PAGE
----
Opamp thermistor trigger

Discussion in 'The Projects Forum' started by donryanocero, Apr 16, 2013.

  1. donryanocero

    Thread Starter New Member

    Apr 16, 2013
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    Hi, I constructed a circuit similar to that in Forrest Mims' thermistor opamp trigger on page 37 of science and communications circuits (vol 2) in case someone has it lying around. basically it's non-inverting comparator with a 100k pot between +in and ground and a 10k thermistor between V+ and -in in a voltage divider with a 10k resistor to ground.

    I'm getting quite a bit of output current when i would think it should be off. Anyone have any insight? The output current is like 1/2-2/3 when it's 'off'. I can post a picture if that helps.

    I wanted to use this to switch a MOSFET to turn a fan on in an external hard drive enclosure when the temperature passes a certain point.
     
  2. DickCappels

    Moderator

    Aug 21, 2008
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    Can you post a schematic? A hand-drawn copy would not infringe on Mr. Mim's intellectual property rights.
     
  3. edwardholmes91

    Member

    Feb 25, 2013
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    Here is a copy of the circuit. I have tried it in simulation but I can't get the LED to light at all.
     
  4. joeyd999

    AAC Fanatic!

    Jun 6, 2011
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    Have you looked at the output signal on a scope? You may be getting oscillation near the temperature switching threshold. Adding some hysteresis to the circuit should help considerably.

    Additionally, what you are trying to do is really a job for a comparator, rather than on op-amp. Try replacing the 741 with an LM311. You may (probably will) need to add some hysteresis to prevent oscillation.
     
  5. joeyd999

    AAC Fanatic!

    Jun 6, 2011
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    Oh! VR1 is connected improperly...

    The way you have it wired, the (-) input will never exceed the (+) input. Sorry, I should have caught that first!
     
  6. joeyd999

    AAC Fanatic!

    Jun 6, 2011
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    A few more hints:

    1. Consider grounding your thermistor and swapping the +/- inputs to the amp. This will allow you to use shielded wire to your thermistor if you intend to make a long temperature probe. It will also help to prevent letting the smoke out if your probe accidentally touches the electrical ground.

    2. Rather than VR1 swinging from rail-to-rail (which is what you should have when you hook it up right), consider the addition of two fixed resistors, one on each end of the pot. This will *tremendously* improve the setability of the pot, and limit drift due to temperature and mechanical shock. If you can tell me the *exact* thermistor part number you are using, and the desired range of set points (min temp and max temp), I can tell you what resistors to use (in either 5% or 1% values -- your choice).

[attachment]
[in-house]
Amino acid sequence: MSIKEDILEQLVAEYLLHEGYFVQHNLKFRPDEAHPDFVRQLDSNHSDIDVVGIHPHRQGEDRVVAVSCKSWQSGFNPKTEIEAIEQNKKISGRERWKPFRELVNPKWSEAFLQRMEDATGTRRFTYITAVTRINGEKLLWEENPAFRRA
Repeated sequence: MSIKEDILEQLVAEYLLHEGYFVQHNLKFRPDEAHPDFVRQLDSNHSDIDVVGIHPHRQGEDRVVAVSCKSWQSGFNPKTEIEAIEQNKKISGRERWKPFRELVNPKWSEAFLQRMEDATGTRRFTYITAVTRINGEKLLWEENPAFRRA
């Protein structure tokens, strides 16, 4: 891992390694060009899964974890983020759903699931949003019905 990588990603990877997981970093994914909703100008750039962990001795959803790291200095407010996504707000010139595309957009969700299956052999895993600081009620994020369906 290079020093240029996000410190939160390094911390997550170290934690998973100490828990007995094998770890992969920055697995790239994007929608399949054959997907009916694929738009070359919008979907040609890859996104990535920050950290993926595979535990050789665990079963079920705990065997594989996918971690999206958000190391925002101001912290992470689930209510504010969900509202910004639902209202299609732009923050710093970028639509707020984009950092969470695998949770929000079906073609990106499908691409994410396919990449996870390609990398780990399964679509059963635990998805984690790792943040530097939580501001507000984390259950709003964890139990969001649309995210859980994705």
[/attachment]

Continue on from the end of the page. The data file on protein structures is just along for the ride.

Have fun!
     
  7. #12

    Expert

    Nov 30, 2010
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    I have a very similar circuit made with a 723 chip. Basically an op amp with a zener voltage reference. My circuit demonstrates the grounded shield sensor and the padded potentiometer.
     
  8. joeyd999

    AAC Fanatic!

    Jun 6, 2011
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    Is that hysteresis you are adding with the 4001 and 680K?
     
  9. #12

    Expert

    Nov 30, 2010
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    Yes.......
     
  10. donryanocero

    Thread Starter New Member

    Apr 16, 2013
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    Edward's circuit is like mine. Why would grounding the thermistor and swapping the inputs allow me to use shielded wire to the thermistor?
    I'm using a TC503 thermistor and would like the fan to trigger at 115-120F.

    Just realized that it's a 100K thermistor. I couldn't find a data sheet and someone posted incorrectly in a forum that's 10K. I'll rebuild the circuit for the 100K and see what happens now.
     
  11. #12

    Expert

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    Because that's the whole point of arranging the circuit to use a grounded shield. If you arrange the circuit to have the thermistor in the non-grounded position, you end up using a twisted, shielded pair to keep noise pickup to a minimum. Two wires and a shield is 3 wires. Cheaper and less noisy to use 1 wire and a shield.
     
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